Upon reflection, I realise that I would not have understood much of the conversation without having taken this Ethics course at SFU. Even though the class did not specifically teach me the ‘languages’ of ASC, there are overlaps between the fields of human rights work and ASC. These language overlaps stems from how both fields question the relationships between the different spheres of research, activism, community and the arts. More specifically, the ethics class I took taught me about the languages and frameworks in research and activism used by funders, stakeholders and institutions. This includes the challenges of gaining access to a community, working with them, and the ensuing responsibility to ethical and reciprocal practice. These overlapping themes echoed back and forth in the Chataqua dialogue. As an outsider stepping in to ASC, I can see that there are many access points into these languages – and that it is crucial that we work to make these accessible to others. The conversation was all in English, but I would not have really understood the references, the nuances and the particular definitions had I not been fortunate enough to be equipped with the basics of this language. I am also aware that I probably did not understand all of the nuances in the discussion. I very much look forward to learning more.

ASC practitioners, although in many ways speaking the same language, do not always agree on the meanings of certain words. They are in constant negotiation with each other, even as they appear to be discussing the same thing in the same room. The awareness of this underlying tension really helped me understand this dialogue as part of a dynamic process of shaping the languages of ASC.

For example, during this Chataqua dialogue, participants discussed the idea of “doing good”. Judith asked the group, “Are we here to “do good”?” Discussion opened up. Is this a primary motivation for making art for social change? Where do aesthetics fall into this? And what are the ethics and responsibilities behind the notion of trying to “do good” in a community? Interestingly, the participants agreed to disagree: “No, we are not here to “do good”” As a person just coming into this field (many of us seeking to “do good”), this question is perplexing. Could it be that “doing good” has a specific meaning I am not aware of? Perhaps it connotes a white savior complex or some kind of colonial perspective? – a common criticism of “doing good” initiatives. Admittedly, I do not know the answers, and the answer will probably vary from person to person, practitioner to practitioner. And as a newcomer, discussing the question of “Why are we here?” – is probably a good starting point.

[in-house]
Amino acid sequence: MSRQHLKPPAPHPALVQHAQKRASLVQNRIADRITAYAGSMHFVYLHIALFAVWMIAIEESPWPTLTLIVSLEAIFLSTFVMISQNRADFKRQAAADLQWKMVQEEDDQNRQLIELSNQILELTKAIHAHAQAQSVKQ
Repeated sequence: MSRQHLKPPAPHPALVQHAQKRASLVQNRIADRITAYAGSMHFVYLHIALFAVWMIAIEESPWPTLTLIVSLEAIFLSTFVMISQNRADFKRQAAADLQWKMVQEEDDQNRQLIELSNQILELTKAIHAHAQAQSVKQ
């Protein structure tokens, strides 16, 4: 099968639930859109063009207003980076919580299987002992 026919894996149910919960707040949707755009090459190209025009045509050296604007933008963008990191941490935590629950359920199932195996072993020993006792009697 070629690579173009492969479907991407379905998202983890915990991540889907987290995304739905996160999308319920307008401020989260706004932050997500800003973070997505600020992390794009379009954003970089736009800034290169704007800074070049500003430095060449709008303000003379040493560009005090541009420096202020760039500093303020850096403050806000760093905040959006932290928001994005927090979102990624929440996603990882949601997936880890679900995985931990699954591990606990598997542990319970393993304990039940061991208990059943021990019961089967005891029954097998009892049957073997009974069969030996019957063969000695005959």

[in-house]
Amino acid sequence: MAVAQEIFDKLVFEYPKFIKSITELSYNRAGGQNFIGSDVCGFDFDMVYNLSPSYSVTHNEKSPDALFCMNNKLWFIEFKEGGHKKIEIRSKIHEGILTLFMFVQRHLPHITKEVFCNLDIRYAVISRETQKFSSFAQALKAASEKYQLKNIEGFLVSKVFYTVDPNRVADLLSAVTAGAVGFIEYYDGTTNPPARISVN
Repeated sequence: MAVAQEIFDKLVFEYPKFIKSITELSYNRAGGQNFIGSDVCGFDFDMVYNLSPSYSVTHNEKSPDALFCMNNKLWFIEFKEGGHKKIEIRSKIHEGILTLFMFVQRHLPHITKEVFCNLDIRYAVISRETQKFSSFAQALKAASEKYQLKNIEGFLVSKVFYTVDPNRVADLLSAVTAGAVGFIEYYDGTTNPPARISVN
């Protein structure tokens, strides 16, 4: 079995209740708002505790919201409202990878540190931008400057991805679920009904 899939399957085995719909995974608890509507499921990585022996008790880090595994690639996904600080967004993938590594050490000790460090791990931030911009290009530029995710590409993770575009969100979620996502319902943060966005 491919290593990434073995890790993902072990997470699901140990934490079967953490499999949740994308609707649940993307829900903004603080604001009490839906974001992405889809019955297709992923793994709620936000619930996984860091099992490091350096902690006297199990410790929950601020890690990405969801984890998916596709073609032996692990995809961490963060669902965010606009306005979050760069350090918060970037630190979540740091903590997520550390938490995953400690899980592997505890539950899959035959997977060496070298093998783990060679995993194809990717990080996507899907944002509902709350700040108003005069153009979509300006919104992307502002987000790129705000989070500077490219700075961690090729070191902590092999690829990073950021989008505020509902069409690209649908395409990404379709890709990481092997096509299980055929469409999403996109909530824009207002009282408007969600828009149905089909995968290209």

Participants passionately raised and discussed their concern that art for social change has been struggling to find its own language. There was a lot of focus on the growing trendiness of “socially-engaged” art in all its forms. As soon as the language of socially-engaged art starts to catch on, shallow interpretations of the words like “engaged”, “social practice” and “community” are likely to become token buzzwords featured in guidelines created by funders.

We asked many questions, some of which were: “How can this language not be co-opted by medium-to-large institutions trying to do ‘quickie’ projects?” Where do we stand? What do we advocate for? Do we, in this room, share a language that we agree on? Answers weren’t developed in this dialogue, but it was clear that this concern is something artists and practitioners in this field are grappling with.